Mourners Honor Heather Heyer in Charlottesville
About a 1,000 people gathered at a memorial service for 32-year-old Heather Heyer, killed Saturday during violent protests in Virginia.
Clergy observe a moment of silence for Heather Heyer outside the Paramount Theater in Charlottesville on Aug. 16.
Heyer was among the hundreds of protesters who had gathered Saturday in Charlottesville to decry what was believed to be the largest gathering of white supremacists in a decade — including neo-Nazis, skinheads and Ku Klux Klan members. They descended on the city for a rally prompted by the city's decision to remove a Confederate monument.
Supporters carry signs outside the memorial service.
Susan Bro, Heyer's mother speaks at the podium.
"I miss her so, so much, but I'm going to make her death worth something," Bro told The Associated Press.
Marcus Martin, second left, and his fiance Marissa Blair cry as Heyer's mother Susan Bro, right, becomes emotional. Martin pushed his fiance out of the way of the vehicle that killed Heyer.
Counter-protesters had converged for a march along a downtown street when suddenly a Dodge Challenger barreled into them, hurling people into the air. Video shows the car reversing and hitting more people.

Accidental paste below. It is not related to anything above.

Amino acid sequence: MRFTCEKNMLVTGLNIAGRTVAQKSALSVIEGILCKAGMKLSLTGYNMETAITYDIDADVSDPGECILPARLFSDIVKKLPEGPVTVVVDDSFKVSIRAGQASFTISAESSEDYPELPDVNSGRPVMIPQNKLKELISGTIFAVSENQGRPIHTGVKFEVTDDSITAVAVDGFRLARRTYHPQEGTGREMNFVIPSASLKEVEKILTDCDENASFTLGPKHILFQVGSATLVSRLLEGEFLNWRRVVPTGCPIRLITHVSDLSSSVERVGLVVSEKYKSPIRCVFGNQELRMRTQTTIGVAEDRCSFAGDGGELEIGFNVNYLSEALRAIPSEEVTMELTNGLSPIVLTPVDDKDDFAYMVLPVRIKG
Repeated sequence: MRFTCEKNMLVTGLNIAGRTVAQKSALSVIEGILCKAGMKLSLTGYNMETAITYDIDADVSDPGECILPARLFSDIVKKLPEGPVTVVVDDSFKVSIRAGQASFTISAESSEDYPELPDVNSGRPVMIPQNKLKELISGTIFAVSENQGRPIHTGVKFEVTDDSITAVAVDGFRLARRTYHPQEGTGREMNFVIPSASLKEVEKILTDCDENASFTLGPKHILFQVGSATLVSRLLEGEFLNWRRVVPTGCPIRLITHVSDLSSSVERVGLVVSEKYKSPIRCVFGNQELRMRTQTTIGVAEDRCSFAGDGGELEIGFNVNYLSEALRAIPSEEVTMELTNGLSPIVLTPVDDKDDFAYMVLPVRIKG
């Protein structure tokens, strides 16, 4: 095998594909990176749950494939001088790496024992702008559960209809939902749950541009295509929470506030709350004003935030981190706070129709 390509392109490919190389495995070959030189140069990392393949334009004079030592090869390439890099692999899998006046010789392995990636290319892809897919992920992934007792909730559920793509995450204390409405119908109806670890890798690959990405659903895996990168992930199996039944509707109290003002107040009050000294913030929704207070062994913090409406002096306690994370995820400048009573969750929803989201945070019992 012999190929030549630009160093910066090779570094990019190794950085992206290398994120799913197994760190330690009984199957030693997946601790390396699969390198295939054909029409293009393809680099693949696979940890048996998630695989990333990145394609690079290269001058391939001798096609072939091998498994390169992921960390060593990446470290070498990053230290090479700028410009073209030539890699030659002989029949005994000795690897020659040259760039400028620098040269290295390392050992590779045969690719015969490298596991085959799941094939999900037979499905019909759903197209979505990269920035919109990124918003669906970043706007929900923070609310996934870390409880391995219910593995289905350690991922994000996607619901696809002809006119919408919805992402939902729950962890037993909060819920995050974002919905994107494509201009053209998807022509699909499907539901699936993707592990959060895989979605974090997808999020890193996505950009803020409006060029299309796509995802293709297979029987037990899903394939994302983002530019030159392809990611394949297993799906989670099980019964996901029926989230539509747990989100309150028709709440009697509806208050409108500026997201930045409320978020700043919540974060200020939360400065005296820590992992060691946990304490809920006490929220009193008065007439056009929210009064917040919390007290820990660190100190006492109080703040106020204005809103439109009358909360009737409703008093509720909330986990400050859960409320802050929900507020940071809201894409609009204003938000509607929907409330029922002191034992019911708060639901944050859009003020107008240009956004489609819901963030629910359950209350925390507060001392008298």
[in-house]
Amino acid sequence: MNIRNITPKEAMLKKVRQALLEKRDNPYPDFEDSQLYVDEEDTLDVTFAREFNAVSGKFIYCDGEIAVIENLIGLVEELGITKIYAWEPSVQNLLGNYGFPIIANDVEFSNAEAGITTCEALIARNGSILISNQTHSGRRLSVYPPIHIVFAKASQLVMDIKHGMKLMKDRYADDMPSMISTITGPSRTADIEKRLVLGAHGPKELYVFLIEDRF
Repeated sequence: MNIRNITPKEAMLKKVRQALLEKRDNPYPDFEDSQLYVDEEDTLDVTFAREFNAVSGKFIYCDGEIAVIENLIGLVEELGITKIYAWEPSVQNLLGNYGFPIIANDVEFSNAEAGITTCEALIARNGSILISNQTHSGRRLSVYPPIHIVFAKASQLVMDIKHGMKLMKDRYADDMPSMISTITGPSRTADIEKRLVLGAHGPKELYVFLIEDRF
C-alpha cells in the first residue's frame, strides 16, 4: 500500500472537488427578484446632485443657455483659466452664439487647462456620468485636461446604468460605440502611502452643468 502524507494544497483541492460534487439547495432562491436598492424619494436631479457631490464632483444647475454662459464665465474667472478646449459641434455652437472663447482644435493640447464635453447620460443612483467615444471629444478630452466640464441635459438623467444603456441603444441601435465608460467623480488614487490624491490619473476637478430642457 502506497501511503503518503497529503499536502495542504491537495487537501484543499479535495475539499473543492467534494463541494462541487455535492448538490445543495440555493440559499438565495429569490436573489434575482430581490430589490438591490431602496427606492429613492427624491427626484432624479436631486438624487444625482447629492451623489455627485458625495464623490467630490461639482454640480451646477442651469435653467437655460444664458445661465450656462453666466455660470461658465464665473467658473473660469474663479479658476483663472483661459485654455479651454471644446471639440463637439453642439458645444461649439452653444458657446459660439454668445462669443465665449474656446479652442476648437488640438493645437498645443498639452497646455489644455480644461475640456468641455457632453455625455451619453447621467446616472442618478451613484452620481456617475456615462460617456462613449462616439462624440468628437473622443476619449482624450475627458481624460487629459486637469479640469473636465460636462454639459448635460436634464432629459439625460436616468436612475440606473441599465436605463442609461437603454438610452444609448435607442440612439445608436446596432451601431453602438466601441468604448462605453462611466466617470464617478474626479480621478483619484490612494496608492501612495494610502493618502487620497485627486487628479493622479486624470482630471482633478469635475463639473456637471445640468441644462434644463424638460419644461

Susan Bro described her daughter as a courageous, principled woman and firm believer in justice and equality.
Heather Heyer's father Mark Heyer gets emotional. "Heather's passion extended to her ideas and her thoughts. She could tell if someone wasn't being straight with her and she'd call them on it," he said.
A sign on the statue of Robert E. Lee calls for the park to be renamed for Heather Heyer.
Artist Sam Welty creates a chalk mural of Heyer.
People hug as they gather near the memorial.
Jason Charter of Washington, left, who was at the scene when the car rammed into the crowd of people protesting the rally, stands at the site where Heyer was killed.
Heyer grew up in nearby Greene County and worked as a legal assistant at a law firm. Her boss, Larry Miller, said the young woman was active in the firm's bankruptcy practice and was like a family member to him.
"She's very compassionate, she's very precise, got a big heart, she wants to make sure that things are right. She cares about the people that we take care of. She's just a great person," Miller said.
Clergy observe a moment of silence outside the Paramount Theater.